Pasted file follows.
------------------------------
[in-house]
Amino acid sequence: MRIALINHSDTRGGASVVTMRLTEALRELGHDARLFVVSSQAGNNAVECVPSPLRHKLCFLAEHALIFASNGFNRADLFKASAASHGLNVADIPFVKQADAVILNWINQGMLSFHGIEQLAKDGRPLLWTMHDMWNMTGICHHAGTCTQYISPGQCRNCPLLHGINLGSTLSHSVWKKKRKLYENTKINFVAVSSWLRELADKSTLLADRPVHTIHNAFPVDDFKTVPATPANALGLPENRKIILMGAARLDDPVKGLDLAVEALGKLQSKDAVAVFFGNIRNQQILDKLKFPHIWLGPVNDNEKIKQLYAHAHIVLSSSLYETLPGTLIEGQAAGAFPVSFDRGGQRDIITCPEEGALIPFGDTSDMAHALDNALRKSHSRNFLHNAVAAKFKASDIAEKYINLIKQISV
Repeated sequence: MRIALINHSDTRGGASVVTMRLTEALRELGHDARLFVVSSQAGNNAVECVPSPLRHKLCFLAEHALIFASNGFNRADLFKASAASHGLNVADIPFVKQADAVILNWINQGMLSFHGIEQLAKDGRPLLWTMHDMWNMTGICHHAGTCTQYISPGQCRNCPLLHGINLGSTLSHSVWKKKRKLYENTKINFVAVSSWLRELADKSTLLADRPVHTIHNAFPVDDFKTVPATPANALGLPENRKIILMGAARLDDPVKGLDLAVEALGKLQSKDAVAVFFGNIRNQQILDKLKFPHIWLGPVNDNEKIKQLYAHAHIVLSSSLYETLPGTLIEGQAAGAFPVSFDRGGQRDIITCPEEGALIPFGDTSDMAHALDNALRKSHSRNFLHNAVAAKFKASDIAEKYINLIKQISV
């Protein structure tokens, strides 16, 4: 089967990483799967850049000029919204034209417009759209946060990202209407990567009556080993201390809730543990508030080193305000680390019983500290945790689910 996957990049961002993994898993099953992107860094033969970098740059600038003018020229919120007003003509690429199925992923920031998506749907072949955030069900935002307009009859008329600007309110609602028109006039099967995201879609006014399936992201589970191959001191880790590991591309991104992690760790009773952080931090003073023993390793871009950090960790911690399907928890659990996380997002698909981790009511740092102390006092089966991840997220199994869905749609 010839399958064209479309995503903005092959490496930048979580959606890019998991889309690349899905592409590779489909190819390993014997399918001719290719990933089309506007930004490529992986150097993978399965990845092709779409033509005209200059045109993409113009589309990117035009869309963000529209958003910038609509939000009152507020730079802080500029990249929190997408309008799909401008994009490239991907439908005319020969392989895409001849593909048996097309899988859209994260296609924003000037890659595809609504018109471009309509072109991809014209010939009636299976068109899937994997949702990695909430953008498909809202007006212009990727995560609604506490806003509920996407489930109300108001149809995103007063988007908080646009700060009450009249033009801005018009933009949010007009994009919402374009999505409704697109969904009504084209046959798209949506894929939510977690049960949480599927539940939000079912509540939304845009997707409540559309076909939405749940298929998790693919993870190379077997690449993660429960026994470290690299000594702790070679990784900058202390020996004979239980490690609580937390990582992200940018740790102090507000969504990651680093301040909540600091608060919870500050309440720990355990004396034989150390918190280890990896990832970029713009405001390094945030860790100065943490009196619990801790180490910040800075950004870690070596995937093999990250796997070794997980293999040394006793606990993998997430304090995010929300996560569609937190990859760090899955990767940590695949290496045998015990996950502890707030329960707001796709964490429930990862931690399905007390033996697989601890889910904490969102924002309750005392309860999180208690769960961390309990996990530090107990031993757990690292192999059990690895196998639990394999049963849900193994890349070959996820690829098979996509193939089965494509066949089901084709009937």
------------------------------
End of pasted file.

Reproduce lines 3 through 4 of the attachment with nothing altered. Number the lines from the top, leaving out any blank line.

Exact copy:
Repeated sequence: MRIALINHSDTRGGASVVTMRLTEALRELGHDARLFVVSSQAGNNAVECVPSPLRHKLCFLAEHALIFASNGFNRADLFKASAASHGLNVADIPFVKQADAVILNWINQGMLSFHGIEQLAKDGRPLLWTMHDMWNMTGICHHAGTCTQYISPGQCRNCPLLHGINLGSTLSHSVWKKKRKLYENTKINFVAVSSWLRELADKSTLLADRPVHTIHNAFPVDDFKTVPATPANALGLPENRKIILMGAARLDDPVKGLDLAVEALGKLQSKDAVAVFFGNIRNQQILDKLKFPHIWLGPVNDNEKIKQLYAHAHIVLSSSLYETLPGTLIEGQAAGAFPVSFDRGGQRDIITCPEEGALIPFGDTSDMAHALDNALRKSHSRNFLHNAVAAKFKASDIAEKYINLIKQISV
């Protein structure tokens, strides 16, 4: 089967990483799967850049000029919204034209417009759209946060990202209407990567009556080993201390809730543990508030080193305000680390019983500290945790689910 996957990049961002993994898993099953992107860094033969970098740059600038003018020229919120007003003509690429199925992923920031998506749907072949955030069900935002307009009859008329600007309110609602028109006039099967995201879609006014399936992201589970191959001191880790590991591309991104992690760790009773952080931090003073023993390793871009950090960790911690399907928890659990996380997002698909981790009511740092102390006092089966991840997220199994869905749609 010839399958064209479309995503903005092959490496930048979580959606890019998991889309690349899905592409590779489909190819390993014997399918001719290719990933089309506007930004490529992986150097993978399965990845092709779409033509005209200059045109993409113009589309990117035009869309963000529209958003910038609509939000009152507020730079802080500029990249929190997408309008799909401008994009490239991907439908005319020969392989895409001849593909048996097309899988859209994260296609924003000037890659595809609504018109471009309509072109991809014209010939009636299976068109899937994997949702990695909430953008498909809202007006212009990727995560609604506490806003509920996407489930109300108001149809995103007063988007908080646009700060009450009249033009801005018009933009949010007009994009919402374009999505409704697109969904009504084209046959798209949506894929939510977690049960949480599927539940939000079912509540939304845009997707409540559309076909939405749940298929998790693919993870190379077997690449993660429960026994470290690299000594702790070679990784900058202390020996004979239980490690609580937390990582992200940018740790102090507000969504990651680093301040909540600091608060919870500050309440720990355990004396034989150390918190280890990896990832970029713009405001390094945030860790100065943490009196619990801790180490910040800075950004870690070596995937093999990250796997070794997980293999040394006793606990993998997430304090995010929300996560569609937190990859760090899955990767940590695949290496045998015990996950502890707030329960707001796709964490429930990862931690399905007390033996697989601890889910904490969102924002309750005392309860999180208690769960961390309990996990530090107990031993757990690292192999059990690895196998639990394999049963849900193994890349070959996820690829098979996509193939089965494509066949089901084709009937």